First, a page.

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Using the new National Geographic style basemap in education

Blog Post created by jkerski-esristaff Employee on Jul 18, 2019

I highly recommend investigating the amazing and beautiful new National Geographic map in teaching, learning, and beyond.  This is one of the rapidly expanding set of vector tile maps available to you, and this one presents different wonders and delights at different scales.  At smaller scales, a new cached base layer has been created, the National Geographic Style Base. It blends our multi-directional hillshade with a specially prepared version of the Esri/USGS Ecophysiographic Land Units Map. For more information on the science behind ELUs, see this link. At mid-scales, the ELUs give way to a single tone land color. The hillshade continues into large scale, matching the coverage seen on other basemaps such as Topographic.  To find out more about this map, see this essay from my colleague at Esri:   https://www.esri.com/arcgis-blog/products/arcgis-living-atlas/mapping/meet-the-national-geographic-style-basemap/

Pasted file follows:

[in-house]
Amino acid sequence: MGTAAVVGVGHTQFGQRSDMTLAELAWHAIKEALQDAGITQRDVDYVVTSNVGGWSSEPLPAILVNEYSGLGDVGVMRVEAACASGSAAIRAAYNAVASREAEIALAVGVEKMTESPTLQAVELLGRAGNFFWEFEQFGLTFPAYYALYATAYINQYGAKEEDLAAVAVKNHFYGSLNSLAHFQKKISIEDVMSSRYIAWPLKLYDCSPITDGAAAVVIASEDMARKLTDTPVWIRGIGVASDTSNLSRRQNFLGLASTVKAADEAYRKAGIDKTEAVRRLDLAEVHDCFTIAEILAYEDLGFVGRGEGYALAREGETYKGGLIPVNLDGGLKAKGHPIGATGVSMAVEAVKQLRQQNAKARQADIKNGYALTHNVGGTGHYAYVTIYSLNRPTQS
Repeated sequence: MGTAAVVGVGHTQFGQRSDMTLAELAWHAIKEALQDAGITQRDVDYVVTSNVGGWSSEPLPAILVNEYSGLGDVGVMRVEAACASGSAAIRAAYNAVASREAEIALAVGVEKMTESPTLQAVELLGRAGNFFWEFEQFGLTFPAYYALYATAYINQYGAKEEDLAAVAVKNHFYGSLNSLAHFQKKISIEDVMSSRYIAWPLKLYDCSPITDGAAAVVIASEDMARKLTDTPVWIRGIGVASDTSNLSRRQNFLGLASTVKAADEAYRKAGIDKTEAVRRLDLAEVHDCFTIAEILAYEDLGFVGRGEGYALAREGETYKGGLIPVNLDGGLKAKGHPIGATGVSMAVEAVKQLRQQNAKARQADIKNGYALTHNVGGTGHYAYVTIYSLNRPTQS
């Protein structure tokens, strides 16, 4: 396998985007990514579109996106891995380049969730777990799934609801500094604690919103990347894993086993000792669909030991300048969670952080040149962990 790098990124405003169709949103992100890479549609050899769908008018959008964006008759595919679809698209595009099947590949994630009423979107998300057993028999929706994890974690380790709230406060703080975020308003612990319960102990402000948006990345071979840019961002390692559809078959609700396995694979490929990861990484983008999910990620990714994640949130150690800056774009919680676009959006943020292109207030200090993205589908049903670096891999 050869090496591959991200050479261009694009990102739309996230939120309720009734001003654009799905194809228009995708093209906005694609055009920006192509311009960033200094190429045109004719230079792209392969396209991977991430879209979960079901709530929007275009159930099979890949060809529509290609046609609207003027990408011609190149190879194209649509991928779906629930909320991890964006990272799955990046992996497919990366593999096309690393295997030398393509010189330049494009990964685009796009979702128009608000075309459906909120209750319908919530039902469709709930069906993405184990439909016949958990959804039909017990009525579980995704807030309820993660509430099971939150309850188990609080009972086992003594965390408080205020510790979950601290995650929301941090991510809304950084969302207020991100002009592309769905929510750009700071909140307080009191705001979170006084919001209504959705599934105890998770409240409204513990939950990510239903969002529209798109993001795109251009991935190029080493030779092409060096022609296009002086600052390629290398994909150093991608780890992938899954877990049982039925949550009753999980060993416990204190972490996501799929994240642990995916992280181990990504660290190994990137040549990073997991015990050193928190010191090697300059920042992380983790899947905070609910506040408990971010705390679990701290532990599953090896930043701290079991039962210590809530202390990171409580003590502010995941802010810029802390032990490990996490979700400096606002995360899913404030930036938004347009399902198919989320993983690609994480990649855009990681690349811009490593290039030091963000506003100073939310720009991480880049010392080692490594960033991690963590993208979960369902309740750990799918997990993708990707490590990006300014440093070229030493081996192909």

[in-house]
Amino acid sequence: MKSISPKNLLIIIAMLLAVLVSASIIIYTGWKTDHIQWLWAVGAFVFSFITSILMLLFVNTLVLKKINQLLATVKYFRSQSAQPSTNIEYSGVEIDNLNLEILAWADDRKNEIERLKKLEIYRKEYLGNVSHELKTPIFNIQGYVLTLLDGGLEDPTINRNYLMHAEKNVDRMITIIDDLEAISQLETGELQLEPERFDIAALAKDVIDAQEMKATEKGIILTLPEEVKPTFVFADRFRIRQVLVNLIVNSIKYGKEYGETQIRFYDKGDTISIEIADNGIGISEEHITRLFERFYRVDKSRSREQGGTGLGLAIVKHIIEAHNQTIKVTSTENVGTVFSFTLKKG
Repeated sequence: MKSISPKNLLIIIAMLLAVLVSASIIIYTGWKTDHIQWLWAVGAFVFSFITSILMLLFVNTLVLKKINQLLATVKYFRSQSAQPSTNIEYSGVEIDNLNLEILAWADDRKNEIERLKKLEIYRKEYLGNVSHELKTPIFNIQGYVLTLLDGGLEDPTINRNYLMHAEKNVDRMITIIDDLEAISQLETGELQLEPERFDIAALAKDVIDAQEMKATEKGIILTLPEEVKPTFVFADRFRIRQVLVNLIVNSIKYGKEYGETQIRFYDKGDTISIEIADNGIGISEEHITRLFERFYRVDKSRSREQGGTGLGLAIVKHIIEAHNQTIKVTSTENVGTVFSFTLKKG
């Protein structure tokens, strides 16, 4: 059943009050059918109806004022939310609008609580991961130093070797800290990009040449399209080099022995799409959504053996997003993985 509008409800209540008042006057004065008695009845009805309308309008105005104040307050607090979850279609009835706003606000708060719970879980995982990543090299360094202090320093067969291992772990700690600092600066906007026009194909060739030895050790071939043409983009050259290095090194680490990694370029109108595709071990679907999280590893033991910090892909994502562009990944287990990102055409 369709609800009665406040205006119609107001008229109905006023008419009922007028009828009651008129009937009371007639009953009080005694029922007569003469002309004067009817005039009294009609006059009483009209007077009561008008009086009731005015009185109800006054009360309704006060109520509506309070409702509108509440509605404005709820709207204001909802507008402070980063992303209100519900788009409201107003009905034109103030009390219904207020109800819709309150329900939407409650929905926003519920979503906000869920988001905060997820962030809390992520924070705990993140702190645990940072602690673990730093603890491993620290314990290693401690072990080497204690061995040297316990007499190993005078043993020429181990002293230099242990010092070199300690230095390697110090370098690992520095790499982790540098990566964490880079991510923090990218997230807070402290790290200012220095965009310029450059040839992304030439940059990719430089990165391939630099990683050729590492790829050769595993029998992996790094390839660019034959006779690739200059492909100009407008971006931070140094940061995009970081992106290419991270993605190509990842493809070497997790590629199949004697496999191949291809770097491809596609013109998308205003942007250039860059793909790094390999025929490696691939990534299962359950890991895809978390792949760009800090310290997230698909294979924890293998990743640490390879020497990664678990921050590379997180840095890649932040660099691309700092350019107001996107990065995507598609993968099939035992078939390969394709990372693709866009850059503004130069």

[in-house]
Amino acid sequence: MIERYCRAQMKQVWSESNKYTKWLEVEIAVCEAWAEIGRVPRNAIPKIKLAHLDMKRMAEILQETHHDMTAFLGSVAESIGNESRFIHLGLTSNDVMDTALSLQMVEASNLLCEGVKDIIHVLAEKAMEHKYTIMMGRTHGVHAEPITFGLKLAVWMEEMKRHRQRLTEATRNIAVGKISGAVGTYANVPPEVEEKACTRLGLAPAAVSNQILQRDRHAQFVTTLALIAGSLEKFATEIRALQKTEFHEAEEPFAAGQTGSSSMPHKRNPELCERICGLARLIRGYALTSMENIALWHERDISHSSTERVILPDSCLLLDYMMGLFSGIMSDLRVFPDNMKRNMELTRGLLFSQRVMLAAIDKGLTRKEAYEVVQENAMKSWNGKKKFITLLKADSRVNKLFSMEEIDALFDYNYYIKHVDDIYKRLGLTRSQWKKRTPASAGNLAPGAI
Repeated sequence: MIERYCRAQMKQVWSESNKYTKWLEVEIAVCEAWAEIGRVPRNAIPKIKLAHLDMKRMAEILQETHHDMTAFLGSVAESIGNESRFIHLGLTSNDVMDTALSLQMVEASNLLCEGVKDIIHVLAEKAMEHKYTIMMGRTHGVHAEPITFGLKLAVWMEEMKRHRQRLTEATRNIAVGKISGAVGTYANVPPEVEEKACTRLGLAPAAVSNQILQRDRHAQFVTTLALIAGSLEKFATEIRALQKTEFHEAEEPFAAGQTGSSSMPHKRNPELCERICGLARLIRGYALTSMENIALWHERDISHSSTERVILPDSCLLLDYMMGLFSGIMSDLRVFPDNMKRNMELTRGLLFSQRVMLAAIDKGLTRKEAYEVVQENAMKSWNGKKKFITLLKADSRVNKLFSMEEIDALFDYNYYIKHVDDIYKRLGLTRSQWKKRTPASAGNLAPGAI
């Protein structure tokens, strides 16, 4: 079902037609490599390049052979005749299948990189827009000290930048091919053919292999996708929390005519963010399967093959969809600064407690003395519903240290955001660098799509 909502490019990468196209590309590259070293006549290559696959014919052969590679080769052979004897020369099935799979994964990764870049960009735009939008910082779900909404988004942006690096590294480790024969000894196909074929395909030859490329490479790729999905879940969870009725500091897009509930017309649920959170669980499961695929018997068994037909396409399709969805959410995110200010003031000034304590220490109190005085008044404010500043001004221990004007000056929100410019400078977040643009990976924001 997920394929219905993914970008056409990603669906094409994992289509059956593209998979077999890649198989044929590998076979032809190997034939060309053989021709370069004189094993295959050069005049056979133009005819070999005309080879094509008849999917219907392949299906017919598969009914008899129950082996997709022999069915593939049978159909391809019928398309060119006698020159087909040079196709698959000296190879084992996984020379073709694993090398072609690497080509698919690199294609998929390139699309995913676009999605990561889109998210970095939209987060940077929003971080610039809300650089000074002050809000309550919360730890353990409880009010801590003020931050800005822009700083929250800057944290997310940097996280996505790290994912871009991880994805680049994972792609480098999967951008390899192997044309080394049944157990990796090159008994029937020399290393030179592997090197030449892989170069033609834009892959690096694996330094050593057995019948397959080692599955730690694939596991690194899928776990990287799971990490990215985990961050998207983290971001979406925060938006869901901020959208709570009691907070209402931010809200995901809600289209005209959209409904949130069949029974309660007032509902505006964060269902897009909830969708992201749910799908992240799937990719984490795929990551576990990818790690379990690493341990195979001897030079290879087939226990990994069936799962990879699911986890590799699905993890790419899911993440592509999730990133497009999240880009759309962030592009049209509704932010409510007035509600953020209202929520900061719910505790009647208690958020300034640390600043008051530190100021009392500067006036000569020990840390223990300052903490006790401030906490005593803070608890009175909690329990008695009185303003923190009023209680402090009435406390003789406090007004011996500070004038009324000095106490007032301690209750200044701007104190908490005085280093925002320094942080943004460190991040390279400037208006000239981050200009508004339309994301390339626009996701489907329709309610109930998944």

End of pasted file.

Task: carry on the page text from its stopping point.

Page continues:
To access the map, you have two options:

 

  1.  Later this year, the National Geographic basemap will be added to the basemaps default gallery.  At the moment, in ArcGIS Online or ArcGIS Pro, you need to add both the National Geographic STYLE and the National Geographic Style BASE from the Living Atlas (see graphic below).  Note that this map is different from the one that has existed for years in ArcGIS Online (which is the National Geographic World Map).   

 Using the National Geographic new basemap.

2.  Another option to use it is to open the following map in ArcGIS Online:

https://www.arcgis.com/home/webmap/viewer.html?webmap=f33a34de3a294590ab48f246e99958c9

This map contains both of the above 2 map items in a combined format, and is shown below.

Using the National Geographic new basemap, 2.

  

--Joseph Kerski

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